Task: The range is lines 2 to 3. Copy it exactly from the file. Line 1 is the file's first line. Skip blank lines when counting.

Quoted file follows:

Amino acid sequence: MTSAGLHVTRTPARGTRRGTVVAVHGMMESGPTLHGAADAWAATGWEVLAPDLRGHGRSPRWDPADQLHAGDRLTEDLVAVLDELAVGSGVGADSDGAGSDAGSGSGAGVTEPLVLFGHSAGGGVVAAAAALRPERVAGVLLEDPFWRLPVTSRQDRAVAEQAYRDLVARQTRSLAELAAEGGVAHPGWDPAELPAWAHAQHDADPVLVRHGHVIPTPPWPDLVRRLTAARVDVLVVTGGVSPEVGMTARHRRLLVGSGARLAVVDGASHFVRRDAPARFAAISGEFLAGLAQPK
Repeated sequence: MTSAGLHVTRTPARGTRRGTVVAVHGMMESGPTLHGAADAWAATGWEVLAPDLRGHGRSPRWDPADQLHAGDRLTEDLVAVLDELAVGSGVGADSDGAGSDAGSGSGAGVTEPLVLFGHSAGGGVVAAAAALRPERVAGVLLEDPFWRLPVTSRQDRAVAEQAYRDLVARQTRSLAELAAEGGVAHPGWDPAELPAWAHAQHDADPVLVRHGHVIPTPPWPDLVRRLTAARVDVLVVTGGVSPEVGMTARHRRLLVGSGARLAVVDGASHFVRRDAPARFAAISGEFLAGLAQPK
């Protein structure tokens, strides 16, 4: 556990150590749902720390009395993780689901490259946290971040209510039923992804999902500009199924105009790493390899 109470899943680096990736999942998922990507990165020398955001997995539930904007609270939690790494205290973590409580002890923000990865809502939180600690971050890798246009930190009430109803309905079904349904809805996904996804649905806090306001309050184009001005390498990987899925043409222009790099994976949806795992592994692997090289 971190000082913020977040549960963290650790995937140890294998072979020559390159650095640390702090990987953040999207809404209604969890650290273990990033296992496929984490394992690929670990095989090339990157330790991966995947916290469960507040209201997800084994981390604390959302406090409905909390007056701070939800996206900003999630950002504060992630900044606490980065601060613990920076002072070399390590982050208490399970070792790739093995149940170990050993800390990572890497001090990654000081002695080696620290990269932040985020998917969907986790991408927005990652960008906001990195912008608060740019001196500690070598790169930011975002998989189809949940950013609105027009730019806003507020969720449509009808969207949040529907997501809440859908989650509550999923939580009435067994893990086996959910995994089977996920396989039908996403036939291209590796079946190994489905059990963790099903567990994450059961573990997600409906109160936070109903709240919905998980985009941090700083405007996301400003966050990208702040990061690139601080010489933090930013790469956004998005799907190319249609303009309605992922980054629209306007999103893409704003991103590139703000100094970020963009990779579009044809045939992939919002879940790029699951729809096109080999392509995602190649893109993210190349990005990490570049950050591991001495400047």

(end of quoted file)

Repeated sequence: MTSAGLHVTRTPARGTRRGTVVAVHGMMESGPTLHGAADAWAATGWEVLAPDLRGHGRSPRWDPADQLHAGDRLTEDLVAVLDELAVGSGVGADSDGAGSDAGSGSGAGVTEPLVLFGHSAGGGVVAAAAALRPERVAGVLLEDPFWRLPVTSRQDRAVAEQAYRDLVARQTRSLAELAAEGGVAHPGWDPAELPAWAHAQHDADPVLVRHGHVIPTPPWPDLVRRLTAARVDVLVVTGGVSPEVGMTARHRRLLVGSGARLAVVDGASHFVRRDAPARFAAISGEFLAGLAQPK
């Protein structure tokens, strides 16, 4: 556990150590749902720390009395993780689901490259946290971040209510039923992804999902500009199924105009790493390899 109470899943680096990736999942998922990507990165020398955001997995539930904007609270939690790494205290973590409580002890923000990865809502939180600690971050890798246009930190009430109803309905079904349904809805996904996804649905806090306001309050184009001005390498990987899925043409222009790099994976949806795992592994692997090289 971190000082913020977040549960963290650790995937140890294998072979020559390159650095640390702090990987953040999207809404209604969890650290273990990033296992496929984490394992690929670990095989090339990157330790991966995947916290469960507040209201997800084994981390604390959302406090409905909390007056701070939800996206900003999630950002504060992630900044606490980065601060613990920076002072070399390590982050208490399970070792790739093995149940170990050993800390990572890497001090990654000081002695080696620290990269932040985020998917969907986790991408927005990652960008906001990195912008608060740019001196500690070598790169930011975002998989189809949940950013609105027009730019806003507020969720449509009808969207949040529907997501809440859908989650509550999923939580009435067994893990086996959910995994089977996920396989039908996403036939291209590796079946190994489905059990963790099903567990994450059961573990997600409906109160936070109903709240919905998980985009941090700083405007996301400003966050990208702040990061690139601080010489933090930013790469956004998005799907190319249609303009309605992922980054629209306007999103893409704003991103590139703000100094970020963009990779579009044809045939992939919002879940790029699951729809096109080999392509995602190649893109993210190349990005990490570049950050591991001495400047």